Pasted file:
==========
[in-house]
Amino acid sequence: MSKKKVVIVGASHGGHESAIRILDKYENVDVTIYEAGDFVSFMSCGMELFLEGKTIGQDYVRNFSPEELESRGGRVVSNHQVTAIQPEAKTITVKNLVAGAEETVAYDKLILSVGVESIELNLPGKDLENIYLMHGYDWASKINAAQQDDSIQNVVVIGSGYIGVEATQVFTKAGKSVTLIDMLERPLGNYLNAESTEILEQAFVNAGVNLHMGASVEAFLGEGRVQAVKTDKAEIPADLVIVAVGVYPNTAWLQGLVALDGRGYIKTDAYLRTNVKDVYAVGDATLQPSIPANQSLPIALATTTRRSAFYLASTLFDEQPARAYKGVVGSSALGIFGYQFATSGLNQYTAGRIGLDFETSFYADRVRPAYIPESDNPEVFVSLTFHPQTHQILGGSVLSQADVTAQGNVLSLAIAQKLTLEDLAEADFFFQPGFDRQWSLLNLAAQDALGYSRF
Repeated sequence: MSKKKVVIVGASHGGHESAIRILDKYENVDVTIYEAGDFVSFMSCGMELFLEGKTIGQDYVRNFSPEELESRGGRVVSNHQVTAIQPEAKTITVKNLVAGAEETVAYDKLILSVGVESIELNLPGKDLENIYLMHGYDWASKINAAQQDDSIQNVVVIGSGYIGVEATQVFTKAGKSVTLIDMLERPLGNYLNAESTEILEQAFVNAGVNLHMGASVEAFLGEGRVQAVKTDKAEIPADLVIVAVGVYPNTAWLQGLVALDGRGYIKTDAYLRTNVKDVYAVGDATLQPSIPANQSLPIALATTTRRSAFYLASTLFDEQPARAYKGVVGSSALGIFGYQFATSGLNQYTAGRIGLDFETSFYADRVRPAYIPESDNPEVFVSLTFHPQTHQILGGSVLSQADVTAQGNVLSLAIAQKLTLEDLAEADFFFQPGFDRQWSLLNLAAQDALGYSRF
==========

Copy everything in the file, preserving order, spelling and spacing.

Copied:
[in-house]
Amino acid sequence: MSKKKVVIVGASHGGHESAIRILDKYENVDVTIYEAGDFVSFMSCGMELFLEGKTIGQDYVRNFSPEELESRGGRVVSNHQVTAIQPEAKTITVKNLVAGAEETVAYDKLILSVGVESIELNLPGKDLENIYLMHGYDWASKINAAQQDDSIQNVVVIGSGYIGVEATQVFTKAGKSVTLIDMLERPLGNYLNAESTEILEQAFVNAGVNLHMGASVEAFLGEGRVQAVKTDKAEIPADLVIVAVGVYPNTAWLQGLVALDGRGYIKTDAYLRTNVKDVYAVGDATLQPSIPANQSLPIALATTTRRSAFYLASTLFDEQPARAYKGVVGSSALGIFGYQFATSGLNQYTAGRIGLDFETSFYADRVRPAYIPESDNPEVFVSLTFHPQTHQILGGSVLSQADVTAQGNVLSLAIAQKLTLEDLAEADFFFQPGFDRQWSLLNLAAQDALGYSRF
Repeated sequence: MSKKKVVIVGASHGGHESAIRILDKYENVDVTIYEAGDFVSFMSCGMELFLEGKTIGQDYVRNFSPEELESRGGRVVSNHQVTAIQPEAKTITVKNLVAGAEETVAYDKLILSVGVESIELNLPGKDLENIYLMHGYDWASKINAAQQDDSIQNVVVIGSGYIGVEATQVFTKAGKSVTLIDMLERPLGNYLNAESTEILEQAFVNAGVNLHMGASVEAFLGEGRVQAVKTDKAEIPADLVIVAVGVYPNTAWLQGLVALDGRGYIKTDAYLRTNVKDVYAVGDATLQPSIPANQSLPIALATTTRRSAFYLASTLFDEQPARAYKGVVGSSALGIFGYQFATSGLNQYTAGRIGLDFETSFYADRVRPAYIPESDNPEVFVSLTFHPQTHQILGGSVLSQADVTAQGNVLSLAIAQKLTLEDLAEADFFFQPGFDRQWSLLNLAAQDALGYSRF